Cranmer’s emphasis on the spiritual presence of Christ is so strong that it can be applied to all of life, and not merely restricted to the celebration of the Lord’s Supper.[66] Indeed this is probably deliberate as Cranmer views the regeneration and sanctification of the believer as normative aspects of the Christian life.[67]

No doubt scarred by the attacks following the Catechism and the 1549 Book of Common Prayer, Cranmer clearly wanted to make a clean break from any talk of “real” or even “true” presence, terms that evidently could be mistaken for Rome’s transubstantiation and Luther’s consubstantiation. As such, in the Defence and Answer he made sure that he could not be mistaken, but consistently spoke of the “spiritual” presence of Christ with his people, both in the Eucharist and at all other times.

(vi) “The Spirit giveth life, the flesh availeth nothing.”

This emphasis on the spiritual force of Christ’s presence and work, leads Cranmer to make repeated use of the words of Christ in John 6:63: “The Spirit giveth life, the flesh availeth nothing.”[68] In a brief exegesis of that passage Cranmer seeks to demonstrate that Christ made a clear distinction between carnal eating and spiritual eating. Having announced that he was the “bread of life” and that “whosover should eat his flesh, and drink his blood, should have everlasting life”, many were offended with his words and declared, “This is an hard saying; for how can he give us his flesh to be eaten?” Cranmer argues that Christ’s purpose was to turn away all thoughts of carnal eating and instead to make clear that he meant spiritual eating, because to actually eat his flesh would not profit them at all.[69] Rather they should spiritually eat of him by faith, as did the patriarchs many years before he was incarnate (cf. 1 Cor 10:3-4).[70]

He goes even further in the Answer to Stephen Gardiner, in saying that salvation is not dependent upon believing that “the natural body and blood of Christ is really, substantially, and naturally present in the sacrament”.[71] If this were so, it is certain that Christ and the Apostles would have taught the doctrine carefully and clearly; indeed Christ would not have said, “The Spirit giveth life, the flesh availeth nothing” if the eating of his own flesh were so necessary for salvation.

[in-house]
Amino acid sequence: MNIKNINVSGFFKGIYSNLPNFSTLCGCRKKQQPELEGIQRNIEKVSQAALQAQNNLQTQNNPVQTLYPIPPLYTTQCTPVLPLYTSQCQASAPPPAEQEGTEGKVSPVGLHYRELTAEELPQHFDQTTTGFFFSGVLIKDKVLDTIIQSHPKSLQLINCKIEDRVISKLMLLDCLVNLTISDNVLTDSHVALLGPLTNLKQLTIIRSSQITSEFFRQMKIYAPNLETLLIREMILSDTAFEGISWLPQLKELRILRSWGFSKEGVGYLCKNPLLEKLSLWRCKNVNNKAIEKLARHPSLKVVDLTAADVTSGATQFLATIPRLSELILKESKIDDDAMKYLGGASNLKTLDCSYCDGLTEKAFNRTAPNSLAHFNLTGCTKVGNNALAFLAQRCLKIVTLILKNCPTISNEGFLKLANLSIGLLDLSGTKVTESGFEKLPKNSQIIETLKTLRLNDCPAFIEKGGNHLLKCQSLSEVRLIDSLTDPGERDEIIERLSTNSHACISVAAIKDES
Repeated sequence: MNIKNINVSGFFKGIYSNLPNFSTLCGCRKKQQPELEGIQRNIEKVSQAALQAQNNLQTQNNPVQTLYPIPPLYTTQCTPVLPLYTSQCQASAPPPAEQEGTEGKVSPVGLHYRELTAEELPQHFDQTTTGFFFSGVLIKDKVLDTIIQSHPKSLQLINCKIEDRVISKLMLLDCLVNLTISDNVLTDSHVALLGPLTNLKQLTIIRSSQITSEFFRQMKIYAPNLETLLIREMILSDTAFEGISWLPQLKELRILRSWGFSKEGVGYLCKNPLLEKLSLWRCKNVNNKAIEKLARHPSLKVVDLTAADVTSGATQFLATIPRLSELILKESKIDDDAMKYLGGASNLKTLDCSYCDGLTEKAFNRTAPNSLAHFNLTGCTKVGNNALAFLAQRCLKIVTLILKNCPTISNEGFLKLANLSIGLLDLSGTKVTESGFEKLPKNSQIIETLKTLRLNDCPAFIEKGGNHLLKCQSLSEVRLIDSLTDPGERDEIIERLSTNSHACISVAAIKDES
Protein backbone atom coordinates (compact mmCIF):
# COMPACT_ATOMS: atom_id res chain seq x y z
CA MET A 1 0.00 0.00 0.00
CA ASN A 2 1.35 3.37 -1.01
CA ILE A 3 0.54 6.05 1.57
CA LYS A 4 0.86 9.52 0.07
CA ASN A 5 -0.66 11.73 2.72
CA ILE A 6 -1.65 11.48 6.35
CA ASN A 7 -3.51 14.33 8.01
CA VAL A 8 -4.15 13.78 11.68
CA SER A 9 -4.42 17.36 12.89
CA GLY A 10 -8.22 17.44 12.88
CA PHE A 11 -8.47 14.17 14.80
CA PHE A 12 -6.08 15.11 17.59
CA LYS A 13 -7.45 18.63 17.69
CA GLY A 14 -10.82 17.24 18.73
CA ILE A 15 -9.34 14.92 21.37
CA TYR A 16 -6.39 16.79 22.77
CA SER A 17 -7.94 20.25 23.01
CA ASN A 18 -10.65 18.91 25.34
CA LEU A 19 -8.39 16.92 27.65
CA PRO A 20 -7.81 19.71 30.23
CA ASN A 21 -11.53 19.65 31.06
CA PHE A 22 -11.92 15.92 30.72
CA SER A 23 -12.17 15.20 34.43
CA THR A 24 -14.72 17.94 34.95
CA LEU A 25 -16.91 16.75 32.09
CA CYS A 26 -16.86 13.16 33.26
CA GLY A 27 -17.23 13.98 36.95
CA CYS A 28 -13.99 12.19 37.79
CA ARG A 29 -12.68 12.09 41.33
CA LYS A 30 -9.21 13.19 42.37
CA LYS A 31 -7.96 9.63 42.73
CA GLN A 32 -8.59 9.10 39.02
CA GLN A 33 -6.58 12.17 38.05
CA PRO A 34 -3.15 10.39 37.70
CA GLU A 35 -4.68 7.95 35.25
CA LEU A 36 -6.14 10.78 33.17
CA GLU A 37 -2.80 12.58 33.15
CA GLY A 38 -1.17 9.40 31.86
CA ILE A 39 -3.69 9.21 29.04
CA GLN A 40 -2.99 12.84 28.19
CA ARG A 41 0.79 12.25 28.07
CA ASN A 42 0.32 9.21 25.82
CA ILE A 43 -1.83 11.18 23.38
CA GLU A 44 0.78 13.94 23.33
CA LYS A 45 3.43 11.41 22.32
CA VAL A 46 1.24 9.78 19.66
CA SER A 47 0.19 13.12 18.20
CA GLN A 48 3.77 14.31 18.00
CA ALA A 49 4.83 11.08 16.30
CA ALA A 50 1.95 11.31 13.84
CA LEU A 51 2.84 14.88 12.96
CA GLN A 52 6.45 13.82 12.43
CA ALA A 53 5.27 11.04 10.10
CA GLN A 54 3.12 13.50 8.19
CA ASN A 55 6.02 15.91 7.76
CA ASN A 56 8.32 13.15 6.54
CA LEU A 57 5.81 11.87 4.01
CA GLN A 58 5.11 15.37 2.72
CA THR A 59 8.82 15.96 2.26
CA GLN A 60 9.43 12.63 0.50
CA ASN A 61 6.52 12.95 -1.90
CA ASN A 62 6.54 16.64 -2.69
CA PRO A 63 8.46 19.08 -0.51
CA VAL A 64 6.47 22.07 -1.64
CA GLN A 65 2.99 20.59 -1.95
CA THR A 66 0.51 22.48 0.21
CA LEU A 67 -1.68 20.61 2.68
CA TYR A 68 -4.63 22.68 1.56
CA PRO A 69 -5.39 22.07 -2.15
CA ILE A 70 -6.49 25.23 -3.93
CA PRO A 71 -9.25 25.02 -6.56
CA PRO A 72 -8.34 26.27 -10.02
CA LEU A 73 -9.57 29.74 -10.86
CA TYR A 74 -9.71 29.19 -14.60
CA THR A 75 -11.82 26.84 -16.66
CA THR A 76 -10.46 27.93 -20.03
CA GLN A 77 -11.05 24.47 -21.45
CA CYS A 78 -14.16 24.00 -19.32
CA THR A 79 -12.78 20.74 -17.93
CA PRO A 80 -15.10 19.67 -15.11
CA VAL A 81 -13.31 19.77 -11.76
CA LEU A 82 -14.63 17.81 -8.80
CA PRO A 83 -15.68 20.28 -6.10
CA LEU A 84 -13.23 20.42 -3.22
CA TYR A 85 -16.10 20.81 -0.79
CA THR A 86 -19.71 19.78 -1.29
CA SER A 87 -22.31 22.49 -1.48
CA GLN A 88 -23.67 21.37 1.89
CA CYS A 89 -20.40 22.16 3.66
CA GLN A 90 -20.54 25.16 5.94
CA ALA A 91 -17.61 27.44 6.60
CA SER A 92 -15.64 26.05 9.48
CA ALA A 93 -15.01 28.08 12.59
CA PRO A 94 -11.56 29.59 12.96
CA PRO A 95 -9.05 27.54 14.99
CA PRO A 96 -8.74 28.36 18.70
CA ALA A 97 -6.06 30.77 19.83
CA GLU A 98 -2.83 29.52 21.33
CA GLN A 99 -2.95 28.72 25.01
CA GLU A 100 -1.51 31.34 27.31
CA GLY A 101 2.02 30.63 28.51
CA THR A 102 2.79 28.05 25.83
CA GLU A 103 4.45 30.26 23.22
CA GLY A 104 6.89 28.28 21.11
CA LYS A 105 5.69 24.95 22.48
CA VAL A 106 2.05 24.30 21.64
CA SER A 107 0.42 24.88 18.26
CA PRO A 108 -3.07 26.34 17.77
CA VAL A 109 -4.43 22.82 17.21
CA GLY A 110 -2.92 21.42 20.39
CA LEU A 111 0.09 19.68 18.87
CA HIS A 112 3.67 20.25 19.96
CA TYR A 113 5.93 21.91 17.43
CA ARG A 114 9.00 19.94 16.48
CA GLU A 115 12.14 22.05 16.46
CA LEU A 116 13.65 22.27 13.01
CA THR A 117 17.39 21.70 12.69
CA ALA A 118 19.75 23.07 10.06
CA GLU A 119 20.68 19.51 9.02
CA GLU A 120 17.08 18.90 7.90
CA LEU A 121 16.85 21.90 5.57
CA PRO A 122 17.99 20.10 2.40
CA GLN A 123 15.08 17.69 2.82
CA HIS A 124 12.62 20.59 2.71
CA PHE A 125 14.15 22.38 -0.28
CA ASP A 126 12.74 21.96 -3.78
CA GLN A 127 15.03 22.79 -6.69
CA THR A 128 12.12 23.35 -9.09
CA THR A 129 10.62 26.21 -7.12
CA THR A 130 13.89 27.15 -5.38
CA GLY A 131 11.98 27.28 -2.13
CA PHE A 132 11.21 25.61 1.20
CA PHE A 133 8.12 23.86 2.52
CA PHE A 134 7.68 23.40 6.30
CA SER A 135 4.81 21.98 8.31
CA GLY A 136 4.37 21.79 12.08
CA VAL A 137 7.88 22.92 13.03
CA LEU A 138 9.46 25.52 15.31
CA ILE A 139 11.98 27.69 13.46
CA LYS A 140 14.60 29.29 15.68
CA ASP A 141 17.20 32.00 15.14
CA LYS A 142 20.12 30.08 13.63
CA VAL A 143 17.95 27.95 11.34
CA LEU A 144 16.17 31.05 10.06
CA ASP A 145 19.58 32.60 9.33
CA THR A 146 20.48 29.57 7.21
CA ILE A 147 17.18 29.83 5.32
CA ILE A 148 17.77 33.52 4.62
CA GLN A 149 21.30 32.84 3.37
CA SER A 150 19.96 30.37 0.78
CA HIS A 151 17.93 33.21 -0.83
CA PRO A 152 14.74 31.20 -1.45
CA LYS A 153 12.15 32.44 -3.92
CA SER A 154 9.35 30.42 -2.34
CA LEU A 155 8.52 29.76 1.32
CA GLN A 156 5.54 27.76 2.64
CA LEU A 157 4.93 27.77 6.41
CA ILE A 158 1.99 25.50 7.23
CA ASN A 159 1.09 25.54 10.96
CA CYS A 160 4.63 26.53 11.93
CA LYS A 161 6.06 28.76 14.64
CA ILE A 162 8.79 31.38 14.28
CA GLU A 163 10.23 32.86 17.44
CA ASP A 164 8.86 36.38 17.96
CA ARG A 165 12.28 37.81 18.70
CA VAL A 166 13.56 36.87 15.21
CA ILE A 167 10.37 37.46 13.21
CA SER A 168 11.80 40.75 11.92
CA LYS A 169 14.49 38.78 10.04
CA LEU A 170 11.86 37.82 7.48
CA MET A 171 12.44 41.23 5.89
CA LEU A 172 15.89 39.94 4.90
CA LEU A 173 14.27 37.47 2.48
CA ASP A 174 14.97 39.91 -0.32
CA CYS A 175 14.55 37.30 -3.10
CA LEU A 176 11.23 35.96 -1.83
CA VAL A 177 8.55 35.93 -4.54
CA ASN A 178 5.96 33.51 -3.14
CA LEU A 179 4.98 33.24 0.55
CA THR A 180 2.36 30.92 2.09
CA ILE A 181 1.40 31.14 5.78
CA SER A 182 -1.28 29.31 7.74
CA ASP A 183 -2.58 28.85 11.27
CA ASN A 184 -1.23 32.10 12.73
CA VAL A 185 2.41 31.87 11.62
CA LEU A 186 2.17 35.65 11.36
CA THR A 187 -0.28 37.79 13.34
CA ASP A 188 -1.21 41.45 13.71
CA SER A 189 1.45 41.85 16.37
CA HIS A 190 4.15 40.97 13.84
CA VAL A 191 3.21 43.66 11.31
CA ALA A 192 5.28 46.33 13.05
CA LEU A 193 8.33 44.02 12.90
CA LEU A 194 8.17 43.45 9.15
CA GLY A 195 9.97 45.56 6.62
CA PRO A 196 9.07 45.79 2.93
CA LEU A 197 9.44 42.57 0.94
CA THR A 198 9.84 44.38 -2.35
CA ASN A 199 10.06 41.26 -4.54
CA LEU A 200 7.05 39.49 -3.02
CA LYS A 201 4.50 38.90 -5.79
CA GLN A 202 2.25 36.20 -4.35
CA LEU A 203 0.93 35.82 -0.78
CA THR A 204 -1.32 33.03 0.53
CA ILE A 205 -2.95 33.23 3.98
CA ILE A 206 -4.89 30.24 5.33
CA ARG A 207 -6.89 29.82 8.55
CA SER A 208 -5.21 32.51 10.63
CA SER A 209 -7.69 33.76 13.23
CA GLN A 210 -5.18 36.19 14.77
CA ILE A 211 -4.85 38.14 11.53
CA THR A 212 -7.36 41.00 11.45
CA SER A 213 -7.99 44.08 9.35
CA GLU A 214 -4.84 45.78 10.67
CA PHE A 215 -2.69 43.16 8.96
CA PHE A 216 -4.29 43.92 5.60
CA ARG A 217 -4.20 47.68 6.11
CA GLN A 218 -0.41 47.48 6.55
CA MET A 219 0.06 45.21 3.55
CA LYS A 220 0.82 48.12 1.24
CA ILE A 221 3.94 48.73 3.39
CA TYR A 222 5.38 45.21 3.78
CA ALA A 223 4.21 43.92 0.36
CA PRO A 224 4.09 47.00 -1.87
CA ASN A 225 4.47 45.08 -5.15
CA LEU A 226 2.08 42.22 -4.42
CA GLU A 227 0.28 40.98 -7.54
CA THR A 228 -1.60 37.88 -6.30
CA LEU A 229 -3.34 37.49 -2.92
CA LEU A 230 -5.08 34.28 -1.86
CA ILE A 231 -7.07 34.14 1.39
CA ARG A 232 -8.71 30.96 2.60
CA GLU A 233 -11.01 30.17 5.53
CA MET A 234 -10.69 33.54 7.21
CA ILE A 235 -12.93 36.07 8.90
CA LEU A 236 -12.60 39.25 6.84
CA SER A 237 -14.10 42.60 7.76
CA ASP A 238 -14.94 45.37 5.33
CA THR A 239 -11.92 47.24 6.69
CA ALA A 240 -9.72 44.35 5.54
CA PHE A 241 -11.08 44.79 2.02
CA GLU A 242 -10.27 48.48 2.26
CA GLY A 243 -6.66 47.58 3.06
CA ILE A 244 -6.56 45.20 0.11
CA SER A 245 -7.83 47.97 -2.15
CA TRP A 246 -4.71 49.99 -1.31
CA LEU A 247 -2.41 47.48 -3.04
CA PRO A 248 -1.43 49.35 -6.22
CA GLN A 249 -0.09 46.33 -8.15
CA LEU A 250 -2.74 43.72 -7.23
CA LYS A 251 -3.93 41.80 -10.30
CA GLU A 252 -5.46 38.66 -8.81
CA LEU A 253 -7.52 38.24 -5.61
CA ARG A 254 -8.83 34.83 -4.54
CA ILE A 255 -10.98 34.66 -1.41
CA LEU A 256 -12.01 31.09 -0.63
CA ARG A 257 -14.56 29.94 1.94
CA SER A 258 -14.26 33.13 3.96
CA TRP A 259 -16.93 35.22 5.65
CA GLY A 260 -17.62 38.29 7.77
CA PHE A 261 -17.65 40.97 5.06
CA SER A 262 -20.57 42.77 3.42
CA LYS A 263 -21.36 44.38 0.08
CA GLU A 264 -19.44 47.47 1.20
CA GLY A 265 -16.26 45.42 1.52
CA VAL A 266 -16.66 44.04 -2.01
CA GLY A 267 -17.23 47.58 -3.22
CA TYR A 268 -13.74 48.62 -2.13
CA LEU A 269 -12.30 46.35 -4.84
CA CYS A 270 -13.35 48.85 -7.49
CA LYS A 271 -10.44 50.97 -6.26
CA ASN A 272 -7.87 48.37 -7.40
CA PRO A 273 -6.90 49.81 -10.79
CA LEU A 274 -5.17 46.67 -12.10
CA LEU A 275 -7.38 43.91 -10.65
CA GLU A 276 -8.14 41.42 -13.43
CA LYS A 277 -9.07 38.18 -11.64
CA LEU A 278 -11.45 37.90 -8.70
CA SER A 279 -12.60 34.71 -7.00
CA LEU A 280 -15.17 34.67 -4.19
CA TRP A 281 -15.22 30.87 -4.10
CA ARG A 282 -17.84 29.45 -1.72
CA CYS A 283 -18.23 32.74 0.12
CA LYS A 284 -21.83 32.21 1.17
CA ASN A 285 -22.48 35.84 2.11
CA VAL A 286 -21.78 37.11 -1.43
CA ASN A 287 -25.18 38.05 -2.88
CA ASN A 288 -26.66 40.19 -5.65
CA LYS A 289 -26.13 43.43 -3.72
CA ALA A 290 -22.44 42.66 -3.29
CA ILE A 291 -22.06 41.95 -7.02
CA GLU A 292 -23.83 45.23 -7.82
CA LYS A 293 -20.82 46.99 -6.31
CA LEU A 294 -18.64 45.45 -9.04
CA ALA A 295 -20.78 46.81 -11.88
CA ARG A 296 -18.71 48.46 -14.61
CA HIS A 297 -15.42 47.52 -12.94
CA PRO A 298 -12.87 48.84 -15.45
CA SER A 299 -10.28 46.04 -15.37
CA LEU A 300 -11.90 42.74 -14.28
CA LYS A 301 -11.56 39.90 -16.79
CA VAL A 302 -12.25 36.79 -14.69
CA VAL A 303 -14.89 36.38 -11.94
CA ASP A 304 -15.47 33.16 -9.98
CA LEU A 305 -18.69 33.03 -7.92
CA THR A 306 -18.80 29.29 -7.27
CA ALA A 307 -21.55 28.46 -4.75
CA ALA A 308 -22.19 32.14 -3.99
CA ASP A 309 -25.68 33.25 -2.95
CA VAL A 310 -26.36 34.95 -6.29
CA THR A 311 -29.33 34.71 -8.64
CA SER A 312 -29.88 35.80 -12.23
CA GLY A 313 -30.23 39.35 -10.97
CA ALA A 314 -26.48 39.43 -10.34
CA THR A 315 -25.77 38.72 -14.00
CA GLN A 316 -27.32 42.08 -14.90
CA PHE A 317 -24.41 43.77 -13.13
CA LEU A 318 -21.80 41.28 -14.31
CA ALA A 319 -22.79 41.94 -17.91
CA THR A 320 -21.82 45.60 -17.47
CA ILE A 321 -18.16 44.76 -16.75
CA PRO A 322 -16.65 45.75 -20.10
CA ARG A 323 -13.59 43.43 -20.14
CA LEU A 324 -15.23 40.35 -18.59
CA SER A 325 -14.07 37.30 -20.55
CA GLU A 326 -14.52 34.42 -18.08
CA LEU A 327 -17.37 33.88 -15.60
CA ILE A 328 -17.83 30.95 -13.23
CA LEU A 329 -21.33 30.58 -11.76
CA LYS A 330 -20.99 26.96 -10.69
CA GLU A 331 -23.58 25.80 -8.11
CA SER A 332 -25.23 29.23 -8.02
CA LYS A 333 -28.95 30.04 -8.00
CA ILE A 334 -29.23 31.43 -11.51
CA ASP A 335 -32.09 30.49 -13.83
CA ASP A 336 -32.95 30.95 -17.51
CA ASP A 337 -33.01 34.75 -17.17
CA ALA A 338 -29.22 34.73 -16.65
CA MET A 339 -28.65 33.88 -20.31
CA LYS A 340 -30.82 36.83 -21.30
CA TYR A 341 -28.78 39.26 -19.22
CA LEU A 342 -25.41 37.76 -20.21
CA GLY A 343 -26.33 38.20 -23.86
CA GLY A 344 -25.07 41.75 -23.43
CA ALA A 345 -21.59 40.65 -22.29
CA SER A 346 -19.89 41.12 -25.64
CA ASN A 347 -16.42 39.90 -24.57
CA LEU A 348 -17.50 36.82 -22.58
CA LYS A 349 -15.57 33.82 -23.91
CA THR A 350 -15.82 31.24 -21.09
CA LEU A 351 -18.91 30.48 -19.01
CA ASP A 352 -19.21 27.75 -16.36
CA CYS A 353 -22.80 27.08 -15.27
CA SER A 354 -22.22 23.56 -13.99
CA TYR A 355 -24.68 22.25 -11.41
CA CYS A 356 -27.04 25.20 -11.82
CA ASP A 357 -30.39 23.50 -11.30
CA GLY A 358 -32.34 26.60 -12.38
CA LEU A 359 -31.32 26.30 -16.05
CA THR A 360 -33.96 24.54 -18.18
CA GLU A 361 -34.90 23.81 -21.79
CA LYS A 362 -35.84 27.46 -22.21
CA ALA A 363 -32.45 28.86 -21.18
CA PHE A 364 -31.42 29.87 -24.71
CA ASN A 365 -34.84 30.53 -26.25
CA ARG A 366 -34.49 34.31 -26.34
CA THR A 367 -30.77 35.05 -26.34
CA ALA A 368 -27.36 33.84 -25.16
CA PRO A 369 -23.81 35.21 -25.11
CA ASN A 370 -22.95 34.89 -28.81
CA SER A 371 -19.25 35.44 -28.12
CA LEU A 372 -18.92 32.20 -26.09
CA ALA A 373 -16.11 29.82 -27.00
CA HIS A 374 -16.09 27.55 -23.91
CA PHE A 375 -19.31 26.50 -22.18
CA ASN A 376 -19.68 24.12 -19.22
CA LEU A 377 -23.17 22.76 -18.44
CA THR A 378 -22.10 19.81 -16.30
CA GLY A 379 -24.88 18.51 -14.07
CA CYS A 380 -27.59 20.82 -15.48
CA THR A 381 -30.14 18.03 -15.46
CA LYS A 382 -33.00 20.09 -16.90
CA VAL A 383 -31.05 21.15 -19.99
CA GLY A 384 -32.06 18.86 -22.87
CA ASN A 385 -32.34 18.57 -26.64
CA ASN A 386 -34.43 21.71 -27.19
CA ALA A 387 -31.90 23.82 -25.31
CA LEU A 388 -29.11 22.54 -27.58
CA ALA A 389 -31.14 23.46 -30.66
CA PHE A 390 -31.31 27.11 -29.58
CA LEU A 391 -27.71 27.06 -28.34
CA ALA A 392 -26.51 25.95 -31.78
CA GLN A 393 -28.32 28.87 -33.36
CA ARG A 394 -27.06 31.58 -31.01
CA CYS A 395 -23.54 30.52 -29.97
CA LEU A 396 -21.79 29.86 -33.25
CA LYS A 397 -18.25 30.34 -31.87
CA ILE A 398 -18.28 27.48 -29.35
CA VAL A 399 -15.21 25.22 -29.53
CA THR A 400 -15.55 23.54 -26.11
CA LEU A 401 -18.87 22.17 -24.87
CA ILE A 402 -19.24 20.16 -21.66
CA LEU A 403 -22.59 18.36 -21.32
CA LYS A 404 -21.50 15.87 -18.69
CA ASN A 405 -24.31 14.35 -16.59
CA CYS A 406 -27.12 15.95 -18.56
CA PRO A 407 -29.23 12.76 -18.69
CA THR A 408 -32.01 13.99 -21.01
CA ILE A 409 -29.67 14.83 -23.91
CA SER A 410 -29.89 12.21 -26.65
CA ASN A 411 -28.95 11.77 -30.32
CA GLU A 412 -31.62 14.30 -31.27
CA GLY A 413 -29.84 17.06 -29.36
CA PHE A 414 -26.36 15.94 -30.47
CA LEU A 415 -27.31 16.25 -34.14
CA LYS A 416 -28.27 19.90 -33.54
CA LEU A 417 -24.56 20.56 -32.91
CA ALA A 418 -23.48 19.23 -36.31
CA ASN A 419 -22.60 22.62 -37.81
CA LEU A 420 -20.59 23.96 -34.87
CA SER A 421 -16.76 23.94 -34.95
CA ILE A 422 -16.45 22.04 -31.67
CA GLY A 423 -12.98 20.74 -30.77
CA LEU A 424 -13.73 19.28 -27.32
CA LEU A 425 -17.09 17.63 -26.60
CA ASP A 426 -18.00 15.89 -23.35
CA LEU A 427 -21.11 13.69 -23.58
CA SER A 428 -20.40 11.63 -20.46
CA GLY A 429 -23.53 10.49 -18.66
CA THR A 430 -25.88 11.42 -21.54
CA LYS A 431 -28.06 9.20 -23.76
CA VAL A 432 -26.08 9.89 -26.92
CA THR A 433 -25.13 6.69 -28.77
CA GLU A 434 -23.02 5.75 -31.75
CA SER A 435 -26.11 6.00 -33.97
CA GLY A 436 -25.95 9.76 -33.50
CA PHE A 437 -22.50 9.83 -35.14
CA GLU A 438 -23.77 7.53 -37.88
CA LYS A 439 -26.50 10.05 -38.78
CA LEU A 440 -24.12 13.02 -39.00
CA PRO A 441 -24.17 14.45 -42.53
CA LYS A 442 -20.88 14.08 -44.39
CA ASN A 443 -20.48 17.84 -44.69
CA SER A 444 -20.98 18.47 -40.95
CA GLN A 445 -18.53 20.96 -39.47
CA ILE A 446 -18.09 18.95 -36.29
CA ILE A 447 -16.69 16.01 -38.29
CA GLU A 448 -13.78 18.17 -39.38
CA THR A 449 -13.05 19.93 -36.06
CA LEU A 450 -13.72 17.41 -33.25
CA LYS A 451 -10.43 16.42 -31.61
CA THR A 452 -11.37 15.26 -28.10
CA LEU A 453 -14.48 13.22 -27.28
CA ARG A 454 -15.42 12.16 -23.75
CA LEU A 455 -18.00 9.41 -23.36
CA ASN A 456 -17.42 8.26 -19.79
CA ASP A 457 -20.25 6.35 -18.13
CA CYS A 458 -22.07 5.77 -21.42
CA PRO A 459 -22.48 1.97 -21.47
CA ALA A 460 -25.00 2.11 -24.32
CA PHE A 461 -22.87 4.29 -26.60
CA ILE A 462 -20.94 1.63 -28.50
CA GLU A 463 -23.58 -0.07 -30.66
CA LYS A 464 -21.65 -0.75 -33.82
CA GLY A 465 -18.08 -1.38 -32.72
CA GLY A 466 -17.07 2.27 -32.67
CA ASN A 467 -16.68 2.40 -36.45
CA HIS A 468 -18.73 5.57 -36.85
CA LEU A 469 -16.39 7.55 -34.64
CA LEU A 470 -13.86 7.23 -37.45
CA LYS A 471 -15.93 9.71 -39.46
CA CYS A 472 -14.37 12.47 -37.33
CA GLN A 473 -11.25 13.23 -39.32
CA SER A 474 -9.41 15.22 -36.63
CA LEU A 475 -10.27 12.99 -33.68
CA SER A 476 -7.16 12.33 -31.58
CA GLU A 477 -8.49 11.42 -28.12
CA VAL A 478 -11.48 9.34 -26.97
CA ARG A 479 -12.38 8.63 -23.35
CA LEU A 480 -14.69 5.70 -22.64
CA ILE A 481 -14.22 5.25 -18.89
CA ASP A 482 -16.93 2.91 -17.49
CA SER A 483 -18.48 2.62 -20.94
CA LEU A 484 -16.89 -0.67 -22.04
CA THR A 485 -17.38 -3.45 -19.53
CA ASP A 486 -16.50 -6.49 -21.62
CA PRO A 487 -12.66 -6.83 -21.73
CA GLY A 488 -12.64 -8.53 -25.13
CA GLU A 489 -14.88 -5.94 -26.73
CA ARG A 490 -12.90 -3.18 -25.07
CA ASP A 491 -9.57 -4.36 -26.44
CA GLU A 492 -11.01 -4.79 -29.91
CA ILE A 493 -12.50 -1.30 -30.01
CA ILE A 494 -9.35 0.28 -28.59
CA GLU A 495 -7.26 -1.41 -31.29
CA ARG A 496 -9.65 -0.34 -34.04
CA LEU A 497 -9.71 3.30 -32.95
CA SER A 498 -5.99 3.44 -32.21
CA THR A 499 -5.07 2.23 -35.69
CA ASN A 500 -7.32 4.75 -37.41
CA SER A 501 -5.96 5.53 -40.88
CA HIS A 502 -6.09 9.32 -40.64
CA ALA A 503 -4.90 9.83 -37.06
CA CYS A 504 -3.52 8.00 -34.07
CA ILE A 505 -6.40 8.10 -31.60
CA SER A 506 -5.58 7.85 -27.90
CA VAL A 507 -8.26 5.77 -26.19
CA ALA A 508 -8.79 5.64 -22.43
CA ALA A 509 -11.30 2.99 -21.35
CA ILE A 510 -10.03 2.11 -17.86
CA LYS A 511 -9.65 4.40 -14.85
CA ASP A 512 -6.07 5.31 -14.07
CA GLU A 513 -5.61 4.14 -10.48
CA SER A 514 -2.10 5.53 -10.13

Cranmer dispelled any notion that he held to a doctrine of the Eucharist that included either Rome’s transubstantiation or Luther’s consubstantiation. Rather than “real presence” theology, Cranmer affirmed a “spiritual presence” of the ascended Christ. As such, participants of the Lord’s Supper ought not to think of themselves as feeding carnally on the body and blood of Christ, but spiritually feeding on all the benefits of Christ’s finished work on the cross, and thus being nourished in their Christian walk.

This leads us to the other major query of Cranmer’s mature doctrine of the Lord’s Supper: the Lord’s Supper as a means of grace.

The Lord’s Supper as a means of grace

In what way are we to understand the Lord’s Supper representing or effecting the grace it signifies? Cranmer sought to answer this question in the Defence and his Answer to Stephen Gardiner.

Brian Gerrish has provided a helpful structure in order to make the distinction between three viewpoints concerning the Lord’s Supper within the Reformed camp: symbolic memorialism, symbolic parallelism and symbolic instrumentalism.[72]

In all three the shared component is the notion that a sign or symbol “points to” something else. They differ in that the reality pointed to is variously thought of as a happening in the past, a happening that occurs simultaneously in the present, or a present happening that is actually brought about through the signs.[73]

(i) Symbolic memorialism

Gerrish ascribes symbolic memorialism to Zwingli, for whom the sacraments could not be “vehicles of grace”.[74] Rather, for Zwingli the sign points to “a happening in the past”. In response to Gardiner’s suggestion that he thought of the bread and wine as “tokens only to signify Christ’s body and blood”, Cranmer insists:

They be no vain nor bare tokens, as you would persuade, (for a bare token is that which betokeneth only, and giveth nothing, as a painted fire which giveth neither light nor heat), but in the due ministration of the sacraments, God is present, working with his word and sacraments.[75]

Although Cranmer would certainly agree that as signs the bread and wine point to the once-for-all sacrifice of Christ in the past, nevertheless it is evident that he viewed the sign as more than a mere memorial. That leaves symbolic instrumentalism or parallelism.

(ii) Symbolic instrumentalism

Gerrish finds that symbolic instrumentalism is most evident in Calvin.[76] The emphasis here is on “a present happening that is actually brought about through the signs”.[77] MacCulloch stresses that Cranmer and Calvin would find themselves on common ground in a number of areas related to the Eucharist.[78] In particular, there would be an agreement in emphasising the complementary ministry of word and sacrament. Gerrish comments that for Calvin “the indispensable component in a sacramental action is not the sign but the Word, which sign confirms and seals; and we are not to imagine that a sacrament adds to the word an efficacy of a totally different order”.[79]